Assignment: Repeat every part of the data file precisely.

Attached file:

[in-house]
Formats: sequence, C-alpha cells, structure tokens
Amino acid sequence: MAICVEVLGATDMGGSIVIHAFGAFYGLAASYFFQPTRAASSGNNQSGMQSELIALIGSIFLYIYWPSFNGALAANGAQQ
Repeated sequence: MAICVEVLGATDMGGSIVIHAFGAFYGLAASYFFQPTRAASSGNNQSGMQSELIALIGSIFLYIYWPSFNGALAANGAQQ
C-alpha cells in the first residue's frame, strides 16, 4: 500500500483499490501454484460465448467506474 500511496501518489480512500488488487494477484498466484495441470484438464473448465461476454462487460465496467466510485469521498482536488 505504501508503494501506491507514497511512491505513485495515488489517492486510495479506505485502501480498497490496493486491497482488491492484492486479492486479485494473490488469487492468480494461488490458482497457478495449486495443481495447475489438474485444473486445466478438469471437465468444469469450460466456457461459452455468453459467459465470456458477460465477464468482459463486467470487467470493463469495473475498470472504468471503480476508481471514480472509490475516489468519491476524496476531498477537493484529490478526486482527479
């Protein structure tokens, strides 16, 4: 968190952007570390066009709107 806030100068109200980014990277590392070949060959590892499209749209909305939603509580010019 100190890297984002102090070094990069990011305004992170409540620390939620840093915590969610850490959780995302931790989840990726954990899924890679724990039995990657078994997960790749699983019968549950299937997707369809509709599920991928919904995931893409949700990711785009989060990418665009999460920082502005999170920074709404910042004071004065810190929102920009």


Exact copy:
[in-house]
Formats: sequence, C-alpha cells, structure tokens
Amino acid sequence: MAICVEVLGATDMGGSIVIHAFGAFYGLAASYFFQPTRAASSGNNQSGMQSELIALIGSIFLYIYWPSFNGALAANGAQQ
Repeated sequence: MAICVEVLGATDMGGSIVIHAFGAFYGLAASYFFQPTRAASSGNNQSGMQSELIALIGSIFLYIYWPSFNGALAANGAQQ
C-alpha cells in the first residue's frame, strides 16, 4: 500500500483499490501454484460465448467506474 500511496501518489480512500488488487494477484498466484495441470484438464473448465461476454462487460465496467466510485469521498482536488 505504501508503494501506491507514497511512491505513485495515488489517492486510495479506505485502501480498497490496493486491497482488491492484492486479492486479485494473490488469487492468480494461488490458482497457478495449486495443481495447475489438474485444473486445466478438469471437465468444469469450460466456457461459452455468453459467459465470456458477460465477464468482459463486467470487467470493463469495473475498470472504468471503480476508481471514480472509490475516489468519491476524496476531498477537493484529490478526486482527479
């Protein structure tokens, strides 16, 4: 968190952007570390066009709107 806030100068109200980014990277590392070949060959590892499209749209909305939603509580010019 100190890297984002102090070094990069990011305004992170409540620390939620840093915590969610850490959780995302931790989840990726954990899924890679724990039995990657078994997960790749699983019968549950299937997707369809509709599920991928919904995931893409949700990711785009989060990418665009999460920082502005999170920074709404910042004071004065810190929102920009």